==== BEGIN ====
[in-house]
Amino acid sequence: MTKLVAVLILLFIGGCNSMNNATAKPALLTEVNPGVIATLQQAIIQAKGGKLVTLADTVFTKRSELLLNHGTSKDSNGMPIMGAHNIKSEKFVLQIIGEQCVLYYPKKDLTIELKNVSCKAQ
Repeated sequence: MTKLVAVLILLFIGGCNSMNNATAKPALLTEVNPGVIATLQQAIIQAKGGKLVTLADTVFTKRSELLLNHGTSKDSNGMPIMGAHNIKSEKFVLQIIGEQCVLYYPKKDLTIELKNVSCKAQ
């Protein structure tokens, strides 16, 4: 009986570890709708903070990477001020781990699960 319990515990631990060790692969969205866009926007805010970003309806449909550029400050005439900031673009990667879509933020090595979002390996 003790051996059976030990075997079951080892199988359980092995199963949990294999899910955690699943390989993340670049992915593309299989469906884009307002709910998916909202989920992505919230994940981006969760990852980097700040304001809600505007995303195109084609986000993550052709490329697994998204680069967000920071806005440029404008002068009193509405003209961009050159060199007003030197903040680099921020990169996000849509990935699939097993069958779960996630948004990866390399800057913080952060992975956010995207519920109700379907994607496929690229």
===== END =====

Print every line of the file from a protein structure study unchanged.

[in-house]
Amino acid sequence: MTKLVAVLILLFIGGCNSMNNATAKPALLTEVNPGVIATLQQAIIQAKGGKLVTLADTVFTKRSELLLNHGTSKDSNGMPIMGAHNIKSEKFVLQIIGEQCVLYYPKKDLTIELKNVSCKAQ
Repeated sequence: MTKLVAVLILLFIGGCNSMNNATAKPALLTEVNPGVIATLQQAIIQAKGGKLVTLADTVFTKRSELLLNHGTSKDSNGMPIMGAHNIKSEKFVLQIIGEQCVLYYPKKDLTIELKNVSCKAQ
């Protein structure tokens, strides 16, 4: 009986570890709708903070990477001020781990699960 319990515990631990060790692969969205866009926007805010970003309806449909550029400050005439900031673009990667879509933020090595979002390996 003790051996059976030990075997079951080892199988359980092995199963949990294999899910955690699943390989993340670049992915593309299989469906884009307002709910998916909202989920992505919230994940981006969760990852980097700040304001809600505007995303195109084609986000993550052709490329697994998204680069967000920071806005440029404008002068009193509405003209961009050159060199007003030197903040680099921020990169996000849509990935699939097993069958779960996630948004990866390399800057913080952060992975956010995207519920109700379907994607496929690229």